David can eat an entire sixteen-inch pepperoni pizza in four minutes and thirty-six seconds. Not bad. But he knows he can do better. In fact, he’ll have to do better: he’s going to compete in the Super Pigorino Bowl, the world’s greatest pizza-eating contest, and he has to win it, because he borrowed his mom’s credit card and accidentally put $2,000 on it. So he really needs that prize money. Like, yesterday. As if training to be a competitive eater weren’t enough, he’s also got to keep an eye on his little brother, Mal (who, if the family believed in labels, would be labeled autistic, but they don’t, so they just label him Mal). And don’t even get started on the new weirdness going on between his two best friends, Cyn and HeyMan. Master talent Pete Hautman has whipped up a rich narrative shot through with equal parts humor and tenderness, and the result is a middle-grade novel too delicious to put down.
A teen develops a gambling addiction in this risk-heavy read—in trade paperback for the first time. Sixteen-year-old Denn Doyle’s troubles begin with a seemingly harmless—and extremely profitable—game of poker with some neighborhood kids. Eager to join the adult world, Denn realizes that casinos and poker are a means to do exactly that. His “hobby” progresses to a habit and then to an addiction that threatens relationships with his parents, girlfriend, and best friend. Hautman explores the escalation of Denn’s gambling without preachiness, dealing with his problem in a straightforward and knowledgeable manner.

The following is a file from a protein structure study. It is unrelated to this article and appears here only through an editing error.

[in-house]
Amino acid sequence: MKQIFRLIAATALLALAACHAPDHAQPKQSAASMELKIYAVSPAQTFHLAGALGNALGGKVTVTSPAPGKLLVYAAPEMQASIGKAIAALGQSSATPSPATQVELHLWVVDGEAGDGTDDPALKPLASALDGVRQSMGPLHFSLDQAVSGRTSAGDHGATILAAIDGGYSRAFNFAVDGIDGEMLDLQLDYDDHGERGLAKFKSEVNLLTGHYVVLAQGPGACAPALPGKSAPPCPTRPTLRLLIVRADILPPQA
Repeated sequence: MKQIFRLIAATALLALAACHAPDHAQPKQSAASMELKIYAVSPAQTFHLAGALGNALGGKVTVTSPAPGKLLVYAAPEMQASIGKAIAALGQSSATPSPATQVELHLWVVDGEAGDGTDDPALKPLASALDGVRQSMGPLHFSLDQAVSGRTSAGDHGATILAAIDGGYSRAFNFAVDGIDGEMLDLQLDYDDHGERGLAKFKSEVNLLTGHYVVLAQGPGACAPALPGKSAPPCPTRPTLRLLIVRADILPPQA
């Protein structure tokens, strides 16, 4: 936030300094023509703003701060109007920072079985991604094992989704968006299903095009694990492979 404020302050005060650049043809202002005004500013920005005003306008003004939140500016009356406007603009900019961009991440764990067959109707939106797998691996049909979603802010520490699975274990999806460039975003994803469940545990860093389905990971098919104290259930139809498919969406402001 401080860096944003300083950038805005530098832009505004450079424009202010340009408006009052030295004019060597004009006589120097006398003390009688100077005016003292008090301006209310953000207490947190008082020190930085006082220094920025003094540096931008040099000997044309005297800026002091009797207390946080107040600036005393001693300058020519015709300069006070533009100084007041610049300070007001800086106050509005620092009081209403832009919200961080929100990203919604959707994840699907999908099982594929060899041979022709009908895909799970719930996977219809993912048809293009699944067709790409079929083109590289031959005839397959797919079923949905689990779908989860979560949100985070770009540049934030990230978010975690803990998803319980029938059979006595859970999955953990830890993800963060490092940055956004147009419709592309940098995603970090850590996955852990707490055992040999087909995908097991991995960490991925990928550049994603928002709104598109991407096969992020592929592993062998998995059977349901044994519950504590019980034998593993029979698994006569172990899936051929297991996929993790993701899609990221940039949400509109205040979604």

Tackling faith, doubt, and transformation, National Book Award winner Pete Hautman explores a boy’s unraveling allegiance to an insular cult. Twelve square miles of paradise, surrounded by an eight-foot-high chain-link fence: this is Nodd, the land of the Grace. It is all seventeen-year-old Jacob knows. Beyond the fence lies the World, a wicked, terrible place, doomed to destruction. When the Archangel Zerachiel descends from Heaven, only the Grace will be spared the horrors of the Apocalypse. But something is rotten in paradise. A wolf invades Nodd, slaughtering the Grace’s sheep. A new boy arrives from outside, and his scorn and disdain threaten to tarnish Jacob’s contentment. Then, while patrolling the borders of Nodd, Jacob meets Lynna, a girl from the adjoining ranch, who tempts him to sample the forbidden Worldly pleasures that lie beyond the fence. Jacob’s faith, his devotion, and his grip on reality are tested as his feelings for Lynna blossom into something greater and the End Days grow ever closer. Eden West is the story of two worlds, two hearts, the power of faith, and the resilience of the human spirit.
"You know how they say you can't climb out of a hole till you hit bottom?" "Yeah?" "I'm trying to find the bottom." At seventeen, Denn Doyle isn't old enough to gamble legally, but thanks to his talent for reading tells, he's made a fortune -- and along the way, he's upset some of the most notorious Texas holdem players in Las Vegas, including Artie Kingston, who had already lost his nightclub to Denn. But now Denn's luck has run out and he's just about broke. His only chance is a million-dollar, winner-take-all tournament at Artie's new casino, but Denn can't play unless he comes up with the $10,000 entry fee. Denn's future all comes down to one hand of poker. National Book Award-winning author Pete Hautman introduced Denn Doyle in No Limit, of which School Library Journal said, "Fast paced and powerfully delivered...as taut and suspenseful as a high-stakes game." Here he deals another hand of love, luck, and greed in the high-stakes world of poker.
High school newspaper reporter Roni finds an age-progressed photograph on a missing children's website of a boy that looks just like her sidekick Brian, throwing the pair into an investigation of Brian's past and family heritage.